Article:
By Doyice Cotten
This is the second of an eight-part series on the enforceability of liability waivers of negligence when the sport or recreation participant is a minor.
In Part I of this series, states in which court rulings, public policy, or statute forbid the enforcement of parental waivers were listed. Unfortunately, it is not always possible to confidently predict whether courts in a state will enforce such waivers. There are seventeen states from which there is insufficient information from caselaw to forecast the way in which courts might rule. The states are listed in the table and reasons for the placement of each state are given below the table.
In some states, no waiver cases have been found in which the participant was a minor. These states include Kansas, District of Columbia, Kentucky, Nevada, New Hampshire, New Mexico, Puerto Rico, South Carolina, South Dakota, and Vermont.
In other states (Arizona, Idaho) there have been cases involving a minor, but the waivers were not enforced because the waiver was ambiguous or the cause of the injury was beyond the scope of the waiver. In these cases, the courts have not indicated whether or not a parental waiver is enforceable.
In some cases, the language of the ruling was either not clear or was not such that it led to predicting future decisions (Missoui, Nebraska, Wyoming). A new Montana statute specifically provides for the enforcement of waivers of liability, but does not mention minors or parental waivers so it is unclear whether or not the statute applies to parental waivers.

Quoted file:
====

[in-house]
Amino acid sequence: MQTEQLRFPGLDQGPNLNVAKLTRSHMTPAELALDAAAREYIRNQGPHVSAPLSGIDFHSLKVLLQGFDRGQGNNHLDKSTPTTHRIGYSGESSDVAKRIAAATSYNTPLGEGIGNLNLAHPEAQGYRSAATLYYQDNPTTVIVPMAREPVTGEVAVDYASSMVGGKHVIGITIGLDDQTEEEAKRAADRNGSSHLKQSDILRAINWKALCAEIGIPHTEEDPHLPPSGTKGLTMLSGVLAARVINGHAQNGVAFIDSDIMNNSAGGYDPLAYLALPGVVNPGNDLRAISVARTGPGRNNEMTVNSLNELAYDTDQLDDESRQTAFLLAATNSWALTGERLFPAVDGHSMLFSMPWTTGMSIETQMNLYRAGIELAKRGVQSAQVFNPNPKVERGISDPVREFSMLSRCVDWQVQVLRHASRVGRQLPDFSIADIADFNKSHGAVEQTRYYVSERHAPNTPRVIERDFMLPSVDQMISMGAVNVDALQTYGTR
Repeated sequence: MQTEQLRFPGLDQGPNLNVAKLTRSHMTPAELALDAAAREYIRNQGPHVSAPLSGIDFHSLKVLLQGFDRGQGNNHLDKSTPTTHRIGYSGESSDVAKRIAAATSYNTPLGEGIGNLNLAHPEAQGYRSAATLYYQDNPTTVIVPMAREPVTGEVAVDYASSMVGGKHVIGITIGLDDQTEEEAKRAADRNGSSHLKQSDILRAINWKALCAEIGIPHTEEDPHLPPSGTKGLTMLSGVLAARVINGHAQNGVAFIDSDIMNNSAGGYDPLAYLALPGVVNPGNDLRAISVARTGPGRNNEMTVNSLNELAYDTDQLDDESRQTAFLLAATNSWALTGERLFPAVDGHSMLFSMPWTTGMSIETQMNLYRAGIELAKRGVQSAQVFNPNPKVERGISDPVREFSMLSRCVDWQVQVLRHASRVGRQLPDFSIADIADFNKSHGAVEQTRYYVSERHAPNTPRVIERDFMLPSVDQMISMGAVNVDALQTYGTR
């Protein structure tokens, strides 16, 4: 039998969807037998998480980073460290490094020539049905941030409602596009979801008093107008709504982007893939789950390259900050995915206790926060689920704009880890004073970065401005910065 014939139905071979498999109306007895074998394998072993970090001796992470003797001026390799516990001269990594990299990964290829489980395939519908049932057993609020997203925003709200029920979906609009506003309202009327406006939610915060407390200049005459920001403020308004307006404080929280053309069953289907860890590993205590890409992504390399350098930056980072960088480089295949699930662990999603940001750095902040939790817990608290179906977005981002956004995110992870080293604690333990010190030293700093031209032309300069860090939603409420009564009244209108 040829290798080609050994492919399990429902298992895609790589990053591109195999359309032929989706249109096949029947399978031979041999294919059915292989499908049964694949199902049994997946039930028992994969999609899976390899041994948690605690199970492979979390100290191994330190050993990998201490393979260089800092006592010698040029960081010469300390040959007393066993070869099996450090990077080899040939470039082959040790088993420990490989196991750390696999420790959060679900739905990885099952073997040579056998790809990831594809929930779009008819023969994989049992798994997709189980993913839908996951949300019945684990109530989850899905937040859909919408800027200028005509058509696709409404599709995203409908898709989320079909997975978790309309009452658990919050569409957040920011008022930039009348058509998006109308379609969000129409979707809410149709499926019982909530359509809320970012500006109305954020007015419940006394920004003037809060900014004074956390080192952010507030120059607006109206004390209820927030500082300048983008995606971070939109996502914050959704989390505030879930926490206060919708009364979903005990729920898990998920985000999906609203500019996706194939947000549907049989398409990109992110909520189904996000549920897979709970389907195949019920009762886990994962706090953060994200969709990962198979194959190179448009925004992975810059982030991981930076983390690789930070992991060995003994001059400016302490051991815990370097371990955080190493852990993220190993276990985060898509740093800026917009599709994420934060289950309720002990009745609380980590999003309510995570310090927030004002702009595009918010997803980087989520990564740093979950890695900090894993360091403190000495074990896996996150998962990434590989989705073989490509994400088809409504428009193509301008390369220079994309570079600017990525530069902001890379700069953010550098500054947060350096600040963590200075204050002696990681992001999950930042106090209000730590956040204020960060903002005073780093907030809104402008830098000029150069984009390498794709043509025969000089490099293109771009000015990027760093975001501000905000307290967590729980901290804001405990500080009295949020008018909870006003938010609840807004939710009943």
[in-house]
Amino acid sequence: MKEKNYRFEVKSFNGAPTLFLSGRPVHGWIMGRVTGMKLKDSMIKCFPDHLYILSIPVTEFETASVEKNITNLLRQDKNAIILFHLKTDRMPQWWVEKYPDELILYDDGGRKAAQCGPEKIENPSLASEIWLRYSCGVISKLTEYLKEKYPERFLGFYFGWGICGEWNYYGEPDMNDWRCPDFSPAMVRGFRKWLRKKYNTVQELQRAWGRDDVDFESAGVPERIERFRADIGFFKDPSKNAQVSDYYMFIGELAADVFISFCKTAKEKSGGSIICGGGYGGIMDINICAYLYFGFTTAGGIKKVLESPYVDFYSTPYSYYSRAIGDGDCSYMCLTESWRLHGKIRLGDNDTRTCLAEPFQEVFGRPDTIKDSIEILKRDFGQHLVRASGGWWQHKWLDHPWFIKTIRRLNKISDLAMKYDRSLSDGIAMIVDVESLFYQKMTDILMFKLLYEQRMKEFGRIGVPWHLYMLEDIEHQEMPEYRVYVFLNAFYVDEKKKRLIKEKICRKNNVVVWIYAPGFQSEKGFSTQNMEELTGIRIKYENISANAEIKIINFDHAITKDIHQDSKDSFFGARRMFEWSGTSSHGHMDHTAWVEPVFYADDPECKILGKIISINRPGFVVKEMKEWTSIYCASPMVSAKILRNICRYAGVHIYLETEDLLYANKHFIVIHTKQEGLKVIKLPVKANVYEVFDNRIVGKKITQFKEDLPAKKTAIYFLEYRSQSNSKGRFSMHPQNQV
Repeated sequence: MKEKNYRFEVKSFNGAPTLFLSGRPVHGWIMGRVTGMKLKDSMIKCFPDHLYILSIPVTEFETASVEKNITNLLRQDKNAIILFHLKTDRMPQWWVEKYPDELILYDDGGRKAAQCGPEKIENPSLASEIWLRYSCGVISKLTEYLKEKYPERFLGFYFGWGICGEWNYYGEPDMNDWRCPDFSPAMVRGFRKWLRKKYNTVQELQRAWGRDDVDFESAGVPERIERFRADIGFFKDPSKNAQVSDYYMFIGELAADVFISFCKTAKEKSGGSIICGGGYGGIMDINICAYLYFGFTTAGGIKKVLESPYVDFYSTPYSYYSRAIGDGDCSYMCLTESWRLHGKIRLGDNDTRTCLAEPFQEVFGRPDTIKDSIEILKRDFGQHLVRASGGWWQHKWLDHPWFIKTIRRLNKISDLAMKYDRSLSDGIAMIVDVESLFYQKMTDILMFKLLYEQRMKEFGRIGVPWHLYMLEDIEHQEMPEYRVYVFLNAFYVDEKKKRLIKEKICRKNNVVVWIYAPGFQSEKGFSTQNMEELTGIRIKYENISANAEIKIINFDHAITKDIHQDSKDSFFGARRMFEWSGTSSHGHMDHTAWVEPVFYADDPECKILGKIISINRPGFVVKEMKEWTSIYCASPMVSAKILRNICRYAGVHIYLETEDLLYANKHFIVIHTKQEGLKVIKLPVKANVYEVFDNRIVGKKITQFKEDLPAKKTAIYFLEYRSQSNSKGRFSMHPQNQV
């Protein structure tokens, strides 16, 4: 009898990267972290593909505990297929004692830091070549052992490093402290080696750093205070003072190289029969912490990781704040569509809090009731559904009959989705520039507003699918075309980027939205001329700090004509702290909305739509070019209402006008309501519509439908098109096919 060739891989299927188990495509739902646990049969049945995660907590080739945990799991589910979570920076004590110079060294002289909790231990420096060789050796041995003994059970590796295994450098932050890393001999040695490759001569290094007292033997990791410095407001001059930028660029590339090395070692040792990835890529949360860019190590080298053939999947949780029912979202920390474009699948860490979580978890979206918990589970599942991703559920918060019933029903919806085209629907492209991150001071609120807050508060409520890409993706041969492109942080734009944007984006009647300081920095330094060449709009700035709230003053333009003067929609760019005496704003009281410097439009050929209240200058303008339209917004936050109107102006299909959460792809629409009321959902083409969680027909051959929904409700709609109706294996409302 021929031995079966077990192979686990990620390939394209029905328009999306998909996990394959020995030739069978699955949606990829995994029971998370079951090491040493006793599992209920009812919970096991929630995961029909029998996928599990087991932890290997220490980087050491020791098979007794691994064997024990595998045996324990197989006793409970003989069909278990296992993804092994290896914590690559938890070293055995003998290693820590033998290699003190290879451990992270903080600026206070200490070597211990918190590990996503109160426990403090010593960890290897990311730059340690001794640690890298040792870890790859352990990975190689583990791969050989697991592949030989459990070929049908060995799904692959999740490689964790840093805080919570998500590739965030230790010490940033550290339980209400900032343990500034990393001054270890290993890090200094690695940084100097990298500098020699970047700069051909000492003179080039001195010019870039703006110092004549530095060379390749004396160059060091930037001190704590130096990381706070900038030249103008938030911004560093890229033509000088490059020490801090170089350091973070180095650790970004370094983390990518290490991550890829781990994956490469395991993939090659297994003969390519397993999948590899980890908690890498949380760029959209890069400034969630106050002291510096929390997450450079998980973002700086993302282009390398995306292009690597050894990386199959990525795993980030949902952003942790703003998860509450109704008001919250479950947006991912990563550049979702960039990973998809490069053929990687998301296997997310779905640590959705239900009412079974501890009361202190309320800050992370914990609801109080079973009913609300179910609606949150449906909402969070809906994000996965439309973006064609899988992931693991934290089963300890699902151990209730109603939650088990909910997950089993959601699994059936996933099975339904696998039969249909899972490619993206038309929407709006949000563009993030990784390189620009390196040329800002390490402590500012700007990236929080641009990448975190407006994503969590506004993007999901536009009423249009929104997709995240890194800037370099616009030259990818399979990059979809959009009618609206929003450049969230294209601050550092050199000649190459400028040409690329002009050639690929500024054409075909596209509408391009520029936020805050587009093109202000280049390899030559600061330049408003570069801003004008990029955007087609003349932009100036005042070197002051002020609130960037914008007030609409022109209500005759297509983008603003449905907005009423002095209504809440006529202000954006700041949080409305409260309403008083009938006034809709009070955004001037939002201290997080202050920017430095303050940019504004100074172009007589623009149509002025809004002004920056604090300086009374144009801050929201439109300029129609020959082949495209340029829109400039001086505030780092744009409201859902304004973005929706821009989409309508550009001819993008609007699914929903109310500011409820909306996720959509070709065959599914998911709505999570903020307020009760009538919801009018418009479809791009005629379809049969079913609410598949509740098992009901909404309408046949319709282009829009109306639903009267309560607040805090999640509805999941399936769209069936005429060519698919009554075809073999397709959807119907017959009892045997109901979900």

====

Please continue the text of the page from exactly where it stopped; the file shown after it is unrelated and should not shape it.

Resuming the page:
Georgia presents a conundrum; several cases with minors have provided little clarity on the issue. Two relatively recent cases were decided without ruling on the waiver; one was based on assumption of risk and the other on the Recreational Property Act. Waivers were enforced in two very old cases, but one was a waiver of varsity eligibility and the other was an indemnity agreement at an apartment complex – not really a recreational waiver. In another case a pre-injury waiver was signed only by the minor and failed to protect. It is worth noting, however, the court stated it was significant that the waiver was signed only by the minor.
It is worth mentioning that 30 years ago parental waivers were not enforced in any state. The earliest case this author has found was Hohe v. San Diego School District (1990); now, parental waivers are being enforced in about 15 states. Law is always changing. For this reason, it is realistic to predict that courts in some of these seventeen states will choose to enforce parental waivers.
Post III next week will present states that have broad statutes that affect either the enforcement of parental waivers or all waivers (parental or adult).
Photo Credit: Thanks to Verse Photography in Flickr.